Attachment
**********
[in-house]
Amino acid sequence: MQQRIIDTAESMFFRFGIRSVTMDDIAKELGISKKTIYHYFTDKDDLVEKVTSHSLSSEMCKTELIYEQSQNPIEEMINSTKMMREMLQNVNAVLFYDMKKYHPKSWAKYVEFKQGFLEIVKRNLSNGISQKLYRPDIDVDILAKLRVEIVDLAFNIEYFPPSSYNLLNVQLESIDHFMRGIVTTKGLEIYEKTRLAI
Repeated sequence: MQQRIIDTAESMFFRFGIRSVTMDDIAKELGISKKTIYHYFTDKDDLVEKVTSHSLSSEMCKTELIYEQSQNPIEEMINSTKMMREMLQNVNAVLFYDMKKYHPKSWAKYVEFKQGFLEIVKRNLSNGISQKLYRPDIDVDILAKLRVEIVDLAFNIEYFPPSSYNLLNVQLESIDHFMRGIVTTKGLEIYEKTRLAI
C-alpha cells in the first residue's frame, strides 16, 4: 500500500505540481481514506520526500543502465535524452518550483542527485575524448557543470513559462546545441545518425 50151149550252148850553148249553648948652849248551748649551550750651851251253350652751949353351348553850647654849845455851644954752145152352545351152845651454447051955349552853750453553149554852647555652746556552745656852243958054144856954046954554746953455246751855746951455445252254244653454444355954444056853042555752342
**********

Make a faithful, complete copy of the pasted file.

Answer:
[in-house]
Amino acid sequence: MQQRIIDTAESMFFRFGIRSVTMDDIAKELGISKKTIYHYFTDKDDLVEKVTSHSLSSEMCKTELIYEQSQNPIEEMINSTKMMREMLQNVNAVLFYDMKKYHPKSWAKYVEFKQGFLEIVKRNLSNGISQKLYRPDIDVDILAKLRVEIVDLAFNIEYFPPSSYNLLNVQLESIDHFMRGIVTTKGLEIYEKTRLAI
Repeated sequence: MQQRIIDTAESMFFRFGIRSVTMDDIAKELGISKKTIYHYFTDKDDLVEKVTSHSLSSEMCKTELIYEQSQNPIEEMINSTKMMREMLQNVNAVLFYDMKKYHPKSWAKYVEFKQGFLEIVKRNLSNGISQKLYRPDIDVDILAKLRVEIVDLAFNIEYFPPSSYNLLNVQLESIDHFMRGIVTTKGLEIYEKTRLAI
C-alpha cells in the first residue's frame, strides 16, 4: 500500500505540481481514506520526500543502465535524452518550483542527485575524448557543470513559462546545441545518425 50151149550252148850553148249553648948652849248551748649551550750651851251253350652751949353351348553850647654849845455851644954752145152352545351152845651454447051955349552853750453553149554852647555652746556552745656852243958054144856954046954554746953455246751855746951455445252254244653454444355954444056853042555752342